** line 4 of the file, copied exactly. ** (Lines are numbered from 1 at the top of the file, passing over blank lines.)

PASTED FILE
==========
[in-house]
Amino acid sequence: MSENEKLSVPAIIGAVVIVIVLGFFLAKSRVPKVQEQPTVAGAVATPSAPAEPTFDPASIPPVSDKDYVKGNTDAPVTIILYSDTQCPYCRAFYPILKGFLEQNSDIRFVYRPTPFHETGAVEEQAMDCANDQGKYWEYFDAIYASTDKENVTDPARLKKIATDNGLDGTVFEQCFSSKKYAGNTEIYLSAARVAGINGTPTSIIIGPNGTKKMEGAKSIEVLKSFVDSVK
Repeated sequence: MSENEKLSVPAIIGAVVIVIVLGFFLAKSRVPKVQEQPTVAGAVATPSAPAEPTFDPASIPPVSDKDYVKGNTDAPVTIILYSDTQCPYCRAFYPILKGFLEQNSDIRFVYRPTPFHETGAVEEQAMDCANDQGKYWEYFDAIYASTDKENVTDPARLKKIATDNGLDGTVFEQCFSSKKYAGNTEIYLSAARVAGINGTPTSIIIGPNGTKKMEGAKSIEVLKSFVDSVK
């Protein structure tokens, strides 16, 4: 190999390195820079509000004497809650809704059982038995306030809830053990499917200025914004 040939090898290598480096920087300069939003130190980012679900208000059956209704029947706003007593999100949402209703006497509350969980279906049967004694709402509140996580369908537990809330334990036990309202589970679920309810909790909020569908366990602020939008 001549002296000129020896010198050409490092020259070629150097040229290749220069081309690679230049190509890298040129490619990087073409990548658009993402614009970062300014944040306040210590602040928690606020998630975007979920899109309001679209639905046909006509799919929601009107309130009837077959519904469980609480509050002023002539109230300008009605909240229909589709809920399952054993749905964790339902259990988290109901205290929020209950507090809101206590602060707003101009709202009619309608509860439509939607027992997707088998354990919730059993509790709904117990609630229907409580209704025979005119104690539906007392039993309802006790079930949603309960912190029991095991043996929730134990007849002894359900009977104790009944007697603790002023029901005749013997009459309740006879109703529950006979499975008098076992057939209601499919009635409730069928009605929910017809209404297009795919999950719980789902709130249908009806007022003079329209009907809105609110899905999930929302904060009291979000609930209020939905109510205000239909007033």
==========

């Protein structure tokens, strides 16, 4: 190999390195820079509000004497809650809704059982038995306030809830053990499917200025914004 040939090898290598480096920087300069939003130190980012679900208000059956209704029947706003007593999100949402209703006497509350969980279906049967004694709402509140996580369908537990809330334990036990309202589970679920309810909790909020569908366990602020939008 001549002296000129020896010198050409490092020259070629150097040229290749220069081309690679230049190509890298040129490619990087073409990548658009993402614009970062300014944040306040210590602040928690606020998630975007979920899109309001679209639905046909006509799919929601009107309130009837077959519904469980609480509050002023002539109230300008009605909240229909589709809920399952054993749905964790339902259990988290109901205290929020209950507090809101206590602060707003101009709202009619309608509860439509939607027992997707088998354990919730059993509790709904117990609630229907409580209704025979005119104690539906007392039993309802006790079930949603309960912190029991095991043996929730134990007849002894359900009977104790009944007697603790002023029901005749013997009459309740006879109703529950006979499975008098076992057939209601499919009635409730069928009605929910017809209404297009795919999950719980789902709130249908009806007022003079329209009907809105609110899905999930929302904060009291979000609930209020939905109510205000239909007033």